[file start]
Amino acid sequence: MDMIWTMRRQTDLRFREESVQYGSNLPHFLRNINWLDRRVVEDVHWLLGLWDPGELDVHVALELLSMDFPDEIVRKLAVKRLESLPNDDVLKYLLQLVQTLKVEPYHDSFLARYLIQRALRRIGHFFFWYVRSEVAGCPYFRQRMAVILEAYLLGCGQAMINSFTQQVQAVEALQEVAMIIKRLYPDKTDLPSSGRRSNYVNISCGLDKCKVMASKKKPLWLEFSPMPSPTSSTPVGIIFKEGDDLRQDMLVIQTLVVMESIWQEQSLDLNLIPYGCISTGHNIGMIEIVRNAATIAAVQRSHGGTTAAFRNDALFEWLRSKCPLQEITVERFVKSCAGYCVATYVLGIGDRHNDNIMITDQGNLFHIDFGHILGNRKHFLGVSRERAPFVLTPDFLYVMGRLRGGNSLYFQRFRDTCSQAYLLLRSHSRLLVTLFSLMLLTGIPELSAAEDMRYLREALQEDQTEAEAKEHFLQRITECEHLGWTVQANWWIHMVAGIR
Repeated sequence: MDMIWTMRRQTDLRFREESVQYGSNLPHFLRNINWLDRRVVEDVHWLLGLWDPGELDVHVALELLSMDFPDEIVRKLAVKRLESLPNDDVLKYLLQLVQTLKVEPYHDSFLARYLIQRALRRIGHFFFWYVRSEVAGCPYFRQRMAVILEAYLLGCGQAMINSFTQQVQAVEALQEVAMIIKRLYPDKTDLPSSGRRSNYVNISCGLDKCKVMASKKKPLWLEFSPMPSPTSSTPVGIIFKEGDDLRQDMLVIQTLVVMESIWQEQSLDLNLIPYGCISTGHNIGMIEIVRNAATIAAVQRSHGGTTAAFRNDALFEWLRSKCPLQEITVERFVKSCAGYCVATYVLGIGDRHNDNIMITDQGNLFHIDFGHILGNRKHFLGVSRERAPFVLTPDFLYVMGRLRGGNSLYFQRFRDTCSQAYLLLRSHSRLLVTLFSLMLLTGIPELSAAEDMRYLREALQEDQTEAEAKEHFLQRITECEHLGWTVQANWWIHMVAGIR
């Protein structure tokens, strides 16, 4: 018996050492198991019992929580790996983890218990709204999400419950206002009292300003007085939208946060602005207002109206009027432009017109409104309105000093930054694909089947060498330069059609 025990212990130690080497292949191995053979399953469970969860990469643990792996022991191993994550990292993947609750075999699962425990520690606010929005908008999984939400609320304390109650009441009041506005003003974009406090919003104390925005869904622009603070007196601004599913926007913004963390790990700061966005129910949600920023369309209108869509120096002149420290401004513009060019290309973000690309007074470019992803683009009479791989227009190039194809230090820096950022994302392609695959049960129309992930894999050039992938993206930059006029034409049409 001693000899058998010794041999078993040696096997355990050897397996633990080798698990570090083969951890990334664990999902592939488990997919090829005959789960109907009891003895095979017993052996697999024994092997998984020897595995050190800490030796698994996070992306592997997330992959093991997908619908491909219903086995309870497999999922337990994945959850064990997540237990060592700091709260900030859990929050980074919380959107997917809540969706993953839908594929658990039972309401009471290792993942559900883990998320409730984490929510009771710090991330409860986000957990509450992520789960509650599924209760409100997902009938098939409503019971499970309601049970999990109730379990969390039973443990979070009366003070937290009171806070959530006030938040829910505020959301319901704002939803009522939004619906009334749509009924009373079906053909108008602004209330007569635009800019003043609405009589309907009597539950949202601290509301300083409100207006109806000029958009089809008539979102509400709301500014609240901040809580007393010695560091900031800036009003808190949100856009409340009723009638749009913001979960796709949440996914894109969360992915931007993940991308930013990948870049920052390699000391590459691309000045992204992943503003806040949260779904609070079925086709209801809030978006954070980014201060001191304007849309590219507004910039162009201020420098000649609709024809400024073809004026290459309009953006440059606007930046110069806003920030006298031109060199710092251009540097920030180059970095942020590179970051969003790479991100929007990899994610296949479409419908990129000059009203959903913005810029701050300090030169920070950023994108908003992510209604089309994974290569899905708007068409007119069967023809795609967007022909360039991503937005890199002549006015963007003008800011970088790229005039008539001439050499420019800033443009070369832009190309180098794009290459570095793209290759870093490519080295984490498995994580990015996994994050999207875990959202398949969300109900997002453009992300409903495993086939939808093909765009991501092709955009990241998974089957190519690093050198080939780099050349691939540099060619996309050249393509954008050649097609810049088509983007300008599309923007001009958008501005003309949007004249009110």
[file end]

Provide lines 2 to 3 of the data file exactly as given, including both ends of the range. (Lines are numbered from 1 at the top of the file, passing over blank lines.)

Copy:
Repeated sequence: MDMIWTMRRQTDLRFREESVQYGSNLPHFLRNINWLDRRVVEDVHWLLGLWDPGELDVHVALELLSMDFPDEIVRKLAVKRLESLPNDDVLKYLLQLVQTLKVEPYHDSFLARYLIQRALRRIGHFFFWYVRSEVAGCPYFRQRMAVILEAYLLGCGQAMINSFTQQVQAVEALQEVAMIIKRLYPDKTDLPSSGRRSNYVNISCGLDKCKVMASKKKPLWLEFSPMPSPTSSTPVGIIFKEGDDLRQDMLVIQTLVVMESIWQEQSLDLNLIPYGCISTGHNIGMIEIVRNAATIAAVQRSHGGTTAAFRNDALFEWLRSKCPLQEITVERFVKSCAGYCVATYVLGIGDRHNDNIMITDQGNLFHIDFGHILGNRKHFLGVSRERAPFVLTPDFLYVMGRLRGGNSLYFQRFRDTCSQAYLLLRSHSRLLVTLFSLMLLTGIPELSAAEDMRYLREALQEDQTEAEAKEHFLQRITECEHLGWTVQANWWIHMVAGIR
């Protein structure tokens, strides 16, 4: 018996050492198991019992929580790996983890218990709204999400419950206002009292300003007085939208946060602005207002109206009027432009017109409104309105000093930054694909089947060498330069059609 025990212990130690080497292949191995053979399953469970969860990469643990792996022991191993994550990292993947609750075999699962425990520690606010929005908008999984939400609320304390109650009441009041506005003003974009406090919003104390925005869904622009603070007196601004599913926007913004963390790990700061966005129910949600920023369309209108869509120096002149420290401004513009060019290309973000690309007074470019992803683009009479791989227009190039194809230090820096950022994302392609695959049960129309992930894999050039992938993206930059006029034409049409 001693000899058998010794041999078993040696096997355990050897397996633990080798698990570090083969951890990334664990999902592939488990997919090829005959789960109907009891003895095979017993052996697999024994092997998984020897595995050190800490030796698994996070992306592997997330992959093991997908619908491909219903086995309870497999999922337990994945959850064990997540237990060592700091709260900030859990929050980074919380959107997917809540969706993953839908594929658990039972309401009471290792993942559900883990998320409730984490929510009771710090991330409860986000957990509450992520789960509650599924209760409100997902009938098939409503019971499970309601049970999990109730379990969390039973443990979070009366003070937290009171806070959530006030938040829910505020959301319901704002939803009522939004619906009334749509009924009373079906053909108008602004209330007569635009800019003043609405009589309907009597539950949202601290509301300083409100207006109806000029958009089809008539979102509400709301500014609240901040809580007393010695560091900031800036009003808190949100856009409340009723009638749009913001979960796709949440996914894109969360992915931007993940991308930013990948870049920052390699000391590459691309000045992204992943503003806040949260779904609070079925086709209801809030978006954070980014201060001191304007849309590219507004910039162009201020420098000649609709024809400024073809004026290459309009953006440059606007930046110069806003920030006298031109060199710092251009540097920030180059970095942020590179970051969003790479991100929007990899994610296949479409419908990129000059009203959903913005810029701050300090030169920070950023994108908003992510209604089309994974290569899905708007068409007119069967023809795609967007022909360039991503937005890199002549006015963007003008800011970088790229005039008539001439050499420019800033443009070369832009190309180098794009290459570095793209290759870093490519080295984490498995994580990015996994994050999207875990959202398949969300109900997002453009992300409903495993086939939808093909765009991501092709955009990241998974089957190519690093050198080939780099050349691939540099060619996309050249393509954008050649097609810049088509983007300008599309923007001009958008501005003309949007004249009110």